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Bergen Travel Guide

About Bergen

Known as the Gateway to the Fjords, Norway's second city, Bergen, is also one of its most attractive.

Nestling amid seven imposing mountains and perched on a squeaky clean bay, the former trading port is a riot of rainbow-painted houses that cling precariously from the flanks of the mountains and straggle all the way down to the waterfront.

Water, both of the sea and rain varieties, is something that Bergen is all too familiar with. One major upside of the many deluges is some of the greenest countryside in Norway, plus it has an embarrassment of riches when it comes to indoor activities, not least in the city’s many art galleries and museums.

When the sun does shine, the old parts of town, in particular the Hanseatic wharf of Bryggen, come into their own. A striking series of brightly coloured wooden buildings set back from the harbour, more than 60 of the original homes in the old harbour have been preserved and are now shops, studios and restaurants, making it a pretty and vibrant area to explore.

Other key attractions include the lively Fish Market, Rasmus Meyer’s art collection, the Aquarium and Old Bergen. A funicular ride and cable car ride also mean you can set off to the peaks of two of Bergen’s mountains for panoramic views over the city – all without having to break a sweat.

Of course, if you want to get hot and bothered, there’s no shortage of choice for the sporty. Winter brings the chance to go skiing and sledging, while the mountains, lakes and fjords provide a scenic backdrop for hiking, glacier walking, biking, fishing, rafting and swimming.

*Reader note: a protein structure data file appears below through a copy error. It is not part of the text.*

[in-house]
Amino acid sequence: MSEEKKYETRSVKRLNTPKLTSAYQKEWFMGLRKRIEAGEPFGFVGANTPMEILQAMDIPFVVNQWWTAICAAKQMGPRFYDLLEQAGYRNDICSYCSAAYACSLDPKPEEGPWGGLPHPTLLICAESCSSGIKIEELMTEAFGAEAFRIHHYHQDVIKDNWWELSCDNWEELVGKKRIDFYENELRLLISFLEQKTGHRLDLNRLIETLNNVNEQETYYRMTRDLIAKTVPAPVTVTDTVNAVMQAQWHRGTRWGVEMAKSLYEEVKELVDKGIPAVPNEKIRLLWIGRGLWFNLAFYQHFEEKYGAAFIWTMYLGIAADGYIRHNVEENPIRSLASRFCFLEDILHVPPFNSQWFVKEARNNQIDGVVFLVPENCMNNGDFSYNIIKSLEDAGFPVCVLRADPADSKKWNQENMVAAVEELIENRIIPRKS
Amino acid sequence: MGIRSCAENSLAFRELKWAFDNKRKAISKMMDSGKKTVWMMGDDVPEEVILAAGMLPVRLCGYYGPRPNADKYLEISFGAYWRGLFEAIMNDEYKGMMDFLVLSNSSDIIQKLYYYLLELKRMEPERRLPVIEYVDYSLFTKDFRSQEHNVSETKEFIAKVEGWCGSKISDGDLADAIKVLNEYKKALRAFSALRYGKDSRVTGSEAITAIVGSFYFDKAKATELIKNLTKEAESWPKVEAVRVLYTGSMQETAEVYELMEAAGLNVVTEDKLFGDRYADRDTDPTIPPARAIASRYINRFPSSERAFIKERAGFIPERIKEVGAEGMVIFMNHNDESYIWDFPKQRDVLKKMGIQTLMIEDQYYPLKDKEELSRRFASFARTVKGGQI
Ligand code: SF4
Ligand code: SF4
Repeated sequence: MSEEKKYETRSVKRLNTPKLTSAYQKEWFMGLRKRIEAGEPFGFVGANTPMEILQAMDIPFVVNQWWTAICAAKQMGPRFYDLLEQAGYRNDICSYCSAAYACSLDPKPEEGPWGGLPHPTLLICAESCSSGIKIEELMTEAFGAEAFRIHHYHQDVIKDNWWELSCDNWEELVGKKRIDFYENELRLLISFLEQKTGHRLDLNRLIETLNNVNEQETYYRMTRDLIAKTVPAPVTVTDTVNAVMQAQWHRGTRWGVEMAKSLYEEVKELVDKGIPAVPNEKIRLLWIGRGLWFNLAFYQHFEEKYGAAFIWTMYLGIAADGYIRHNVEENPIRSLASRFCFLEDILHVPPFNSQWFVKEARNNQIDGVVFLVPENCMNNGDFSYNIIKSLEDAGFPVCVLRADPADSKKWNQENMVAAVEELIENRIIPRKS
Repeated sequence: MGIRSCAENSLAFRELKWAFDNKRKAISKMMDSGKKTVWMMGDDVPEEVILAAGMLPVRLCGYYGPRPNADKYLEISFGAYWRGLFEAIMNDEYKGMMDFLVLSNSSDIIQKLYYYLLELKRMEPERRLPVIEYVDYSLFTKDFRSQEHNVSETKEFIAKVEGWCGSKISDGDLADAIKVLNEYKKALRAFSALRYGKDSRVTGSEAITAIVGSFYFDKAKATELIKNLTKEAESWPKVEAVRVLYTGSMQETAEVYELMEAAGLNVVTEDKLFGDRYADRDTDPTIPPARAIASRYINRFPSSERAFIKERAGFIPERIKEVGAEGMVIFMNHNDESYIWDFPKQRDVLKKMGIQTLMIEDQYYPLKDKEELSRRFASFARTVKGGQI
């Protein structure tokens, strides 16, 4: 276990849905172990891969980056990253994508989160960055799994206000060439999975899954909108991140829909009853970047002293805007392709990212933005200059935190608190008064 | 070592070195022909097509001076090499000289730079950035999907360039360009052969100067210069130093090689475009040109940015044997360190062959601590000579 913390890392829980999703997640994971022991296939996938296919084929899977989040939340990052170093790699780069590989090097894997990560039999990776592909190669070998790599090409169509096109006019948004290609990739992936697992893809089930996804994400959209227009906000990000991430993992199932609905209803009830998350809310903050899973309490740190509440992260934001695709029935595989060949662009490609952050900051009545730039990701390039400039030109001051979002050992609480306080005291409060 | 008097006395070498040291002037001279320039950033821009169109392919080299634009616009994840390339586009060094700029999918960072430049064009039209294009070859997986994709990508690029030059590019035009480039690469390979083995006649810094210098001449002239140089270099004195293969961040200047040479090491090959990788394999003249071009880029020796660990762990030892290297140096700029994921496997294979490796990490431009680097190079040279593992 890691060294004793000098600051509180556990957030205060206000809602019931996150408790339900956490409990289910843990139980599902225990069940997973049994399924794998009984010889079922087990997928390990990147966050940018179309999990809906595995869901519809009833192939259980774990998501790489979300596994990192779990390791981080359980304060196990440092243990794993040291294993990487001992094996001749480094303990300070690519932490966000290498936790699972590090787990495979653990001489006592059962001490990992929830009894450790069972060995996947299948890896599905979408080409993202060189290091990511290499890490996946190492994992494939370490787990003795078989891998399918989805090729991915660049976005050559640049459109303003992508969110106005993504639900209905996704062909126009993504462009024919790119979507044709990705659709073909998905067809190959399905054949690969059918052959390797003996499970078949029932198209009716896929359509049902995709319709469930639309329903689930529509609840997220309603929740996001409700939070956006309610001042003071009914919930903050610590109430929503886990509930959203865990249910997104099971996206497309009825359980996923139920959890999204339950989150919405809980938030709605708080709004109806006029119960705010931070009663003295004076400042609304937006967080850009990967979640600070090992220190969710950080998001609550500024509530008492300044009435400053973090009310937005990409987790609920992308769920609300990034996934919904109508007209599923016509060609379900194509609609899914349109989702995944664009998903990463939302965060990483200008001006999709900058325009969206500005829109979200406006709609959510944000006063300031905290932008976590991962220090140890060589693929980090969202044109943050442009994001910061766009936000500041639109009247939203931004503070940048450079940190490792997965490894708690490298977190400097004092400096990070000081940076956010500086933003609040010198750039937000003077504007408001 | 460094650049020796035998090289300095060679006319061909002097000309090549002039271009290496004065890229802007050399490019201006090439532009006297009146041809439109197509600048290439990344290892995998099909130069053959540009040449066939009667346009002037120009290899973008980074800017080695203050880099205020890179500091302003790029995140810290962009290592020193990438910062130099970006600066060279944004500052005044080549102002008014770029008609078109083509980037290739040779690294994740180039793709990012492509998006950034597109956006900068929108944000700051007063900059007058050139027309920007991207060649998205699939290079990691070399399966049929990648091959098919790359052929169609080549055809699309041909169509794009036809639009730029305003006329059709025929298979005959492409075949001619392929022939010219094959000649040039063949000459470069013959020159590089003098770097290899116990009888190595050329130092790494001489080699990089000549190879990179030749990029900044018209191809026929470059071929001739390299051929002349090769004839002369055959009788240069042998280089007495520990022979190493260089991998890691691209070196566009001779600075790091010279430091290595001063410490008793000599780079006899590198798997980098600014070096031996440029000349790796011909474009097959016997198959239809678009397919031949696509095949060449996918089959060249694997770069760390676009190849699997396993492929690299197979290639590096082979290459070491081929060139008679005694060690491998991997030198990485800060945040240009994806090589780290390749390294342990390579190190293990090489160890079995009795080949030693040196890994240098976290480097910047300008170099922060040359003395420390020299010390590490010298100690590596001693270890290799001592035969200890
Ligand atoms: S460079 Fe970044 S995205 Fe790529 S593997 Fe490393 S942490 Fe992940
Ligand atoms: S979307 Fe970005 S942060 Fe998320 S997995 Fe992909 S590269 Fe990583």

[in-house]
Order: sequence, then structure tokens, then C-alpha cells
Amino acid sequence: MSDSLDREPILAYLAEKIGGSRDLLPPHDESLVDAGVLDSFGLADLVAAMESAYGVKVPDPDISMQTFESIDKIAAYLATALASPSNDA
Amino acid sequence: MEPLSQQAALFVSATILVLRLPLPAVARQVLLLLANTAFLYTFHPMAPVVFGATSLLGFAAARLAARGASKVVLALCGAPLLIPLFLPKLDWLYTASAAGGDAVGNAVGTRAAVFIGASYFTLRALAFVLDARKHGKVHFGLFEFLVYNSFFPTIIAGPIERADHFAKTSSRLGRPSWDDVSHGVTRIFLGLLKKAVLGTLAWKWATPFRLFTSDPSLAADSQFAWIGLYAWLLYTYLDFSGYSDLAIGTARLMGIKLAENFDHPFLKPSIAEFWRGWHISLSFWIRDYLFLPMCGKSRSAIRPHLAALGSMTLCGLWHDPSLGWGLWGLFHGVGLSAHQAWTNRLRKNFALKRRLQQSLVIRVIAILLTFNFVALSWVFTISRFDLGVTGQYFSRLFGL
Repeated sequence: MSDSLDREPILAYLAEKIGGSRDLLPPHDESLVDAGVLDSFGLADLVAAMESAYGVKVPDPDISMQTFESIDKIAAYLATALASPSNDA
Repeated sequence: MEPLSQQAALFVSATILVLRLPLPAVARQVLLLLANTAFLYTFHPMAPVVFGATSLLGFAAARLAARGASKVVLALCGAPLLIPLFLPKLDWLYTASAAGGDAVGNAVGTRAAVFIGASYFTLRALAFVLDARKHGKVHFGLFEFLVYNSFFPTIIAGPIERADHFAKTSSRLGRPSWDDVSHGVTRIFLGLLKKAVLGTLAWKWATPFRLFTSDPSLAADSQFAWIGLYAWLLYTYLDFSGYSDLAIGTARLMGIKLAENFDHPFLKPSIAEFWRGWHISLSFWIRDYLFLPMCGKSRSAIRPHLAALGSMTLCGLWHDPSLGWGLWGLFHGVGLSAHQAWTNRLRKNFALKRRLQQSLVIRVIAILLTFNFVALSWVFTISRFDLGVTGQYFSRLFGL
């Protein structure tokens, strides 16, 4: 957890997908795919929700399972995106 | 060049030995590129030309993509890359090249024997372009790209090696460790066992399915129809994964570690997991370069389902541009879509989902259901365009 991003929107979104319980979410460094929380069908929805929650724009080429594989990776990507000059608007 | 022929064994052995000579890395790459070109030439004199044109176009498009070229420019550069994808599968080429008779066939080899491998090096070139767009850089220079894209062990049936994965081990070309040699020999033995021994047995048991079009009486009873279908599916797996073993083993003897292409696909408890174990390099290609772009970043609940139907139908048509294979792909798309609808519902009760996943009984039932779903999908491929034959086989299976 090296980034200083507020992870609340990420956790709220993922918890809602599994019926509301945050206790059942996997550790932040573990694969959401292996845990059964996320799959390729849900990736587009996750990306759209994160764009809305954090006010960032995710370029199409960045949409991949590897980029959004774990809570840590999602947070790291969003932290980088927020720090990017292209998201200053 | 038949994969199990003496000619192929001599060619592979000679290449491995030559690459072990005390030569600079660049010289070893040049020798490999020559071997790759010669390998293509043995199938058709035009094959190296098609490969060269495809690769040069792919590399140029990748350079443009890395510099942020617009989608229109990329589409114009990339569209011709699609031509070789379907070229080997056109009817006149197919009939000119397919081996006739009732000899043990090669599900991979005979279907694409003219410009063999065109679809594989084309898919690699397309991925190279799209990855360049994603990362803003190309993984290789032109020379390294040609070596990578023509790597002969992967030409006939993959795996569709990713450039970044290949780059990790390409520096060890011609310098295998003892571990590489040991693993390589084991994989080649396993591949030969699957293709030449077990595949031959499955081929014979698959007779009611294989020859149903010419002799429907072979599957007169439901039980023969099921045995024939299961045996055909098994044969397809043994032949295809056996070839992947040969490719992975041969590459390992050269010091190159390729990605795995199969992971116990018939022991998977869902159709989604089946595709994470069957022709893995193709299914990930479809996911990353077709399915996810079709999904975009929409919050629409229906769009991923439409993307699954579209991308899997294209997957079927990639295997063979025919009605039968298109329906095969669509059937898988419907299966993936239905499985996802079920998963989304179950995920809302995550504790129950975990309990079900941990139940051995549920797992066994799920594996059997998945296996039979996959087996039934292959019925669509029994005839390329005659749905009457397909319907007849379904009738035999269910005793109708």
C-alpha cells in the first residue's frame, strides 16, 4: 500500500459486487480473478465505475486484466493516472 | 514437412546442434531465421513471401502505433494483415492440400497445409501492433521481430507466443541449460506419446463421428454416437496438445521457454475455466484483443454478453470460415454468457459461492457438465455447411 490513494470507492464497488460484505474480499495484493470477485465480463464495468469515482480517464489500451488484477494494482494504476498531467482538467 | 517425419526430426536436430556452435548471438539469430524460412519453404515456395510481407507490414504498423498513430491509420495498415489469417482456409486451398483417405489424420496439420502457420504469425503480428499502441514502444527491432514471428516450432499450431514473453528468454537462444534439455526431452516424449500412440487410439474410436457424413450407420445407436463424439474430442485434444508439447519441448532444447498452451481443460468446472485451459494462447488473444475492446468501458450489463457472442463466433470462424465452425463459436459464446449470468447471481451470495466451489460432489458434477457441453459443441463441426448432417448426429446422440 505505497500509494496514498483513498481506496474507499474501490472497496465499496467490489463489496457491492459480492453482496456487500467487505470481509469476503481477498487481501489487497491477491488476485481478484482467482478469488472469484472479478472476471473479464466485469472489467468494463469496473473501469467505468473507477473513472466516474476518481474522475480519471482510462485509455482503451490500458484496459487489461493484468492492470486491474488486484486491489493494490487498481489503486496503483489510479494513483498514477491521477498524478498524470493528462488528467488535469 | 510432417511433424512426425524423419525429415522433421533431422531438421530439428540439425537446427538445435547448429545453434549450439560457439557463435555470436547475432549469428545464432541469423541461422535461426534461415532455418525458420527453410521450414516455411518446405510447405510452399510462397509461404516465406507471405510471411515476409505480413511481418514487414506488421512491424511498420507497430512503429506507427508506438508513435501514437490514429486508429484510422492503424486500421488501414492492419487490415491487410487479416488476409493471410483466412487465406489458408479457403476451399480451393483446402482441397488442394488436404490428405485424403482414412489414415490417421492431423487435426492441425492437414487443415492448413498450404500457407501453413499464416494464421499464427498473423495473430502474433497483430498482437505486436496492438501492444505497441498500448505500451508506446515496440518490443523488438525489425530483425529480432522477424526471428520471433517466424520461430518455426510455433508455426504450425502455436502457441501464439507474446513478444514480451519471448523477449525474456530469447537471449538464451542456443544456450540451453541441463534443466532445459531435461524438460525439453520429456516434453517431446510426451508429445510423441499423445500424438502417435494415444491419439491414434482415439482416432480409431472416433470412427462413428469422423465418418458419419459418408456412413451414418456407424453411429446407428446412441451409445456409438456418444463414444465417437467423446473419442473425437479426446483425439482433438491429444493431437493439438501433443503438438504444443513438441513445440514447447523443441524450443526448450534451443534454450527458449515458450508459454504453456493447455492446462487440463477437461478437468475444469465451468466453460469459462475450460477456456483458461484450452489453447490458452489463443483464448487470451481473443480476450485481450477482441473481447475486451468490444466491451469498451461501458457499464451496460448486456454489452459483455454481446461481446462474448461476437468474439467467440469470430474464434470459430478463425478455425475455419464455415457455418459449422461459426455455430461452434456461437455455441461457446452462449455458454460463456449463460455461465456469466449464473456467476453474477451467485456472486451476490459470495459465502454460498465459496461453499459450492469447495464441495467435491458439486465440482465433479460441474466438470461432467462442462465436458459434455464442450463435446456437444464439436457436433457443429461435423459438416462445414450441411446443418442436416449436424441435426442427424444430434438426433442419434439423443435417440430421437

The warmer months are also a good time to take advantage of the fjords themselves, many of which are in close proximity to Bergen. Among the best are Sognefjord, the largest of its kind in the country, and Hardangerfjord which is renowned for its blossoming fruit trees in spring.

Key facts

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Featured Hotels


Marken Guesthouse

Marken Guesthouse is centrally located and reasonably priced. The hostel-style guesthouse offers rooms and dormitories for between one to 10 people. The rooms are modern, and there is a comfortable communal sitting room, fully equipped kitchen and bathroom facilities.

Klosteret 5 Guesthouse

Klosteret 5 Guesthouse is located in a charming alleyway among old wooden houses on the Nordnes peninsula in downtown Bergen. There is an affordable breakfast café across the street and a variety of restaurants nearby.

City Box

This hotel by Grieghallen offers basic but comfortable rooms at rock bottom prices right in the city centre. The reception is unmanned at night, so you'll have to pay by card if you get there after hours, but if all you're after is a place to crash at the end of the day, this is a good option. Family rooms are available.

Clarion Admiral Hotel

One of the most characterful hotels in Bergen, on the premises of old, dignified storehouses from the turn of the century that were converted in 1987. The hotel's 210 rooms are all elegant and comfortable. The hotel has a business centre, conference facilities and Wi-Fi access.

Clarion Collection Hotel Havnekontoret

This stylish hotel opened in May 2006, in the former premises of the Port of Bergen harbour company. Originally built in 1919-1920 in the neoclassical/neo-baroque style, the building has been converted into a modern hotel with 116 rooms and suites, a fitness room, a restaurant and bar.

First Hotel Marin

This tasteful and elegant hotel on the Bryggen, in the heart of Bergen, offers 152 spacious, well equipped rooms, all with hardwood floors. Restaurant and bar, conference facilities, gym and sauna are on offer.